As a small child, I was both a picky eater and a greedy one. Photos show me with a mop of dark curls and giant green eyes, pudgy, happy, brash, bossy, with barbecue sauce or chocolate cake smeared all over my Cabbage Patch Doll face. Me pleased as punch with a spare rib like a little caveman. A pizza the size of a table in an American food court.Eyes lit up with a sundae decorated with sparklers. A watermelon smile bigger than my face.
But there were plenty of things I wouldn't touch. Childhood illness and ENT surgery at the age of five left me assaulted by strong smells. Previous everyday facts of life - the fishmonger, the kosher deli, the butcher - were now a horrorshow of viscera, scales and slime, of foreign and alien weird food my family ate which my school friends clearly didn’t: roll mops and onion, cod roe, gefilte fish, taramasalta. And then there was the boak at all things dairy: the thick cream on to the top of the daily kid-sized milk bottles foisted upon us as nursery until Thatcher snatched ‘em, for which I was immensely grateful. The suitcase-size tupperware in the kitchen fridge full of cheeses which my father would work his way through on weekend breakfasts. The yogurts and up-chuck which dribbled down the chins of my baby sisters. De-skuzz-ting.
And then, imagine my indignation, on recovering from whatever tonsillectomy, adenoidectomy, fun-ectomy I had endured, to be carted off - every. single. day. - to school, where lunch was served in in chipped china bowls half-full of slop. Brown stew with boiled potato, white casserole with flicks of carrot. Perfectly good desserts (Cowboy Tart - a piecrust filled with Cornflakes and golden syrup - was a particular favourite) ruined with a bucket of oozing puss-coloured custard with a rubbery skin on top. Fish fingers and chips ruined by a peas which seemed to get everywhere: I was horrified by things which got everywhere. Peas, sweetcorn, baked beans, grated cheese. Wednesdays were Salad Days and Salad Days were the worst. The pervasive sour smell of salad cream, pickled cubes of beetroot, cold potatoes and iceberg lettuce.
When I changed schools at the age of 8 (and where I would stay to the age of 18), I could not believe that such a paradise could be considered a school. We would walk in pairs along the edge of the forest and beside the tennis courts us to a dining hall walled in dark wood. We would carry our own trays and could select what we liked from two long buffets - one for hot food and one for cold. Nothing was compulsory, only offered by kindly dinner ladies (Any beans? No thanks. Chips? Yes please. Help yourself to gravy). Many items we could just help ourselves to. A salad bar. Bread rolls. Fruit. Gravy. Ketchup. A full roast lunch on Wednesdays. Curry on Thursday. Fish and chips every Friday. A hot pudding everyday and a Creme Egg the day before the Easter Holidays. The reassuring option of a ham roll and tinned pineapple, always available should everything else go wrong.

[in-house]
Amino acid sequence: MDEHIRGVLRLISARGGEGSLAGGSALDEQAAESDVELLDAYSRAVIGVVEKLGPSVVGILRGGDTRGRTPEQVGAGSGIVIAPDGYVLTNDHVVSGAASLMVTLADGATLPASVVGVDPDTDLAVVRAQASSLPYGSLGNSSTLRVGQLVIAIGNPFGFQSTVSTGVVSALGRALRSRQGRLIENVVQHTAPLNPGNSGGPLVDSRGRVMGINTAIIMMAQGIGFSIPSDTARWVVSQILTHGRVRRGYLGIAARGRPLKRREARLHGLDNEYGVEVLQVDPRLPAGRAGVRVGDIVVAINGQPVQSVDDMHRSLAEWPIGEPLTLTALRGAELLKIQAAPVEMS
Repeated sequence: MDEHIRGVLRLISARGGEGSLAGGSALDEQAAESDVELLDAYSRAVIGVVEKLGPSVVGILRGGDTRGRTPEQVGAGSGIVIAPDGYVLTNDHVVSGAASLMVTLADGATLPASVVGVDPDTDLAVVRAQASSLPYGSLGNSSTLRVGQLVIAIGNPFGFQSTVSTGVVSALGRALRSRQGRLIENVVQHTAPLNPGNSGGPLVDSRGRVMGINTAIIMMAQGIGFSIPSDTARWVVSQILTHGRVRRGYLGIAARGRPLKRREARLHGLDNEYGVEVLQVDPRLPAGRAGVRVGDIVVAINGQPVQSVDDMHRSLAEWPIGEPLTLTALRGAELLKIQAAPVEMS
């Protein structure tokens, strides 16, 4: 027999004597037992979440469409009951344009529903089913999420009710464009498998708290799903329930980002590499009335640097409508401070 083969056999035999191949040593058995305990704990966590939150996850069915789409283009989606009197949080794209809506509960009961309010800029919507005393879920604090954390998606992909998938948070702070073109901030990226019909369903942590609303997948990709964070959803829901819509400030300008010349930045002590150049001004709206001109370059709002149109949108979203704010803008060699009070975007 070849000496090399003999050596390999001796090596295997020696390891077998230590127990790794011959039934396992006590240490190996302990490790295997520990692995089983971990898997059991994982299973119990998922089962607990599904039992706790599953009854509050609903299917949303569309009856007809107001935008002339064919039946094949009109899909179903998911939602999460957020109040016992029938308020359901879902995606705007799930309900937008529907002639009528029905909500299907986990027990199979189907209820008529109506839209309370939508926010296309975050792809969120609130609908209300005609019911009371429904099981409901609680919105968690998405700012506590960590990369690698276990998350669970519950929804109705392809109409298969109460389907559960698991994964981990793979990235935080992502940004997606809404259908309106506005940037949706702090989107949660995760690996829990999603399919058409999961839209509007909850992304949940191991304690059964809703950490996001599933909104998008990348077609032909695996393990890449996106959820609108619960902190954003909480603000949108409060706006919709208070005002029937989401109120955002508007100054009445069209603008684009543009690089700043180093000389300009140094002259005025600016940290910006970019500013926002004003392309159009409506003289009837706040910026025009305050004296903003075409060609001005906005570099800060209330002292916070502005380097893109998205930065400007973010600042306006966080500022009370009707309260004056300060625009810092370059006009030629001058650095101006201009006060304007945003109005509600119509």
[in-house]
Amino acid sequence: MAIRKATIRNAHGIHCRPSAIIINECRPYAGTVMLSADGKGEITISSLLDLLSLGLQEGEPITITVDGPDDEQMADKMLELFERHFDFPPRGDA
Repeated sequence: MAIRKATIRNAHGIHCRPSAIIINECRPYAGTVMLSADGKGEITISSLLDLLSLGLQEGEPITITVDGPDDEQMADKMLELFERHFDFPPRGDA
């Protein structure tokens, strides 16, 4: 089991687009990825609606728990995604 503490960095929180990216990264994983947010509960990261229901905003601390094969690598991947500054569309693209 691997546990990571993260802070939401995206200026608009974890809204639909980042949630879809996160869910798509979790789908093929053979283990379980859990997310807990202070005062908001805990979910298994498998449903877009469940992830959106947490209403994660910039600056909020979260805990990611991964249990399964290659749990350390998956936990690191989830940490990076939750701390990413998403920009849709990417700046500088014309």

The school was a somewhere between Malory Towers and Hogwarts, despite its location somewhere between EastEnders and Birds of a Feather, with batty professors and a Latin school song and more than one library. For us little kids, there was a brand new building, across an ocean of pristine lawns and cricket squares and a whole coastline of long jump sandpits. There was Cub Scouts for girls and boys alike, and members could wear shorts to school on Wednesdays. In the morning we’d sing modern hymns and in the afternoon do Maths with brand new text books full of multicultural cartoons, and after school there was a campfire and marshmallows. I thought it was more like a holiday camp than a school, a holiday camp being the highest compliment I could pay at the time. I was in heaven.